We have been profiling efforts by various Zimbabwean parties in providing access to ICT. We caught up with the folks at World Links Zimbabwe who have setup Telecentres, provide hardware to schools and train educators to incorporate ICT into their pedagogy.
World Links is based at the Minstry of Education complex in Mt. Pleasant. The organisation was founded in 1998 by the World Bank but is now an independent self sustaining organisation and works closely with the Ministry of Education. Gudza’s vision is to transform the World Links headquarters into a fun and interaction place where school children can come and experience Maths and Science in an exciting way, similar to what the Sci Bono facility has done in Johannesburg, South Africa.
The organisation has setup 52 Telecentres in various locations throughout Zimbabwe in places such as Highfields and Dzivarasekwa in Harare and various urban centres including Chinhoyi, Mutare, Bulawayo, Hwange etc. By their own admission not all these Telecentres are still operational or fully operational but a significant number still are and some are flourishing. World Links could not however verify the specific number of Telecentres that are currently operational but they have offered to take us on a tour of the facilities here in Harare including their training programs at various schools, an offer we certainly intend on following up on. We spoke with World Links Director Eliada Gudza and this is what he had to say about their work:
At the moment are you simply providing hardware to schools?
We are trying to do more than that. We are trying to provide a full ICT offering that covers not just hardware but which covers hardware in a bigger way because there is always demand out there which is never satisfied. To put it in a historical perspective, when we started the World Links for development program it was really by invitation of the World Bank. At that time the World Bank had mobilised some resources to allow every country that was joining the program to receive some used computers and to see the distribution of those computers and to setup them up in what is called Dual Purpose Telecentres. These were places designated by the Ministry of Education in each province to house the computers with certain minimum requirements set in terms of security, electricity, telephony and so on and then the Ministry provided 2 teachers for each site to be the trained people to tech others both students, teachers and members of the community using a business model to meet recurrent costs. So they would operate like a business under a management committee, have their own bank account, constitution and registration. So we started of with 12, then 30 then 50 such centres countrywide. The program then matured and started to replicate itself with or without much of our control so we can’t really tell today just how many centres are operating but they are well over 50.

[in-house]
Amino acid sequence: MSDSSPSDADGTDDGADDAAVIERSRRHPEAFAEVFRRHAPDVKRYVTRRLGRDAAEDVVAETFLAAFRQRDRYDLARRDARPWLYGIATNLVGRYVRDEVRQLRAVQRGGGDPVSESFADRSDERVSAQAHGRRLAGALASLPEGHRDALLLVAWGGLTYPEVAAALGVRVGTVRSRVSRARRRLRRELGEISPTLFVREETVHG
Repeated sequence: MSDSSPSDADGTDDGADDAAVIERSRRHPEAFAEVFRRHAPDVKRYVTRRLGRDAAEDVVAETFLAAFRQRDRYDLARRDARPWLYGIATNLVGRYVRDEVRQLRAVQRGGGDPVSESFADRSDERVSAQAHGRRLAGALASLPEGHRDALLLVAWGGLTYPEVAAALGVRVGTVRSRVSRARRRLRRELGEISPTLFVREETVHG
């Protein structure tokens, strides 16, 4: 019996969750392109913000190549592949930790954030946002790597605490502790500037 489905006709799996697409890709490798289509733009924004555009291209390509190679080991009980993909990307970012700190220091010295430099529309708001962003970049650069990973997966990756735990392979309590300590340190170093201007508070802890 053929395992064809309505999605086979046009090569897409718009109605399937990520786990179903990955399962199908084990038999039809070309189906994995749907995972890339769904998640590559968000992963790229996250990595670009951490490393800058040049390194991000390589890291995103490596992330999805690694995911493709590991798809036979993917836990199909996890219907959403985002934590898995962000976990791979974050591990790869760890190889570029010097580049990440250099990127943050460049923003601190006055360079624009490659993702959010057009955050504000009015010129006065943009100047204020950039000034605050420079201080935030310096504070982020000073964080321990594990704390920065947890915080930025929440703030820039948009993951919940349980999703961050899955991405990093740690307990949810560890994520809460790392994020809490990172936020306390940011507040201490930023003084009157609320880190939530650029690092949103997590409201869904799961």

How are these centres maintained? Are they self sustaining?
Yes, they are self sustaining and I would say in the World Links program which started in 1998 and spread to about 12 countries in Africa and about 30 world wide, Zimbabwe is on record to be the only one where the World Links structure is still operative. Elsewhere it came and went, here we setup World Links Zimbabwe as a separate entity in partnership with the Ministry to this day
Why is Zimbabwe the exception? Why has the program succeeded here and not elsewhere?
I think I can take 2 extremes. In Zimbabwe for a long time I felt as World Links we were fulfilling a gap that not many players were interested in fulfilling simply because schools did not have the money to invest in ICT’s because the Ministry and the general populace tended to view ICT as a luxury something for privileged schools. Secondly historically mathematics and science where associated with computers so it was something associated with bright students and not something for everyone to go through the mill of ICT’s. So I think in terms of our achievement apart from the actual proliferation of hardware in schools, I think we succeeded in influencing a mindset that ICTs are for everyone. It is now clear that computers should not be seen as an object just for study but as a tool for teaching and learning and development. I see World Links as having played a part in that paradigm shift among the education fraternity and the community in general. In the other extreme for example World Links in India or China, I think the Telecentre model did not live for very long say in India because of the stiff competition in ICT and the rapid development that takes place there. There maybe other reasons but I think the competitive nature and the availability of all kind s of resources has rendered the Telecentre redundant.
How does the business model work?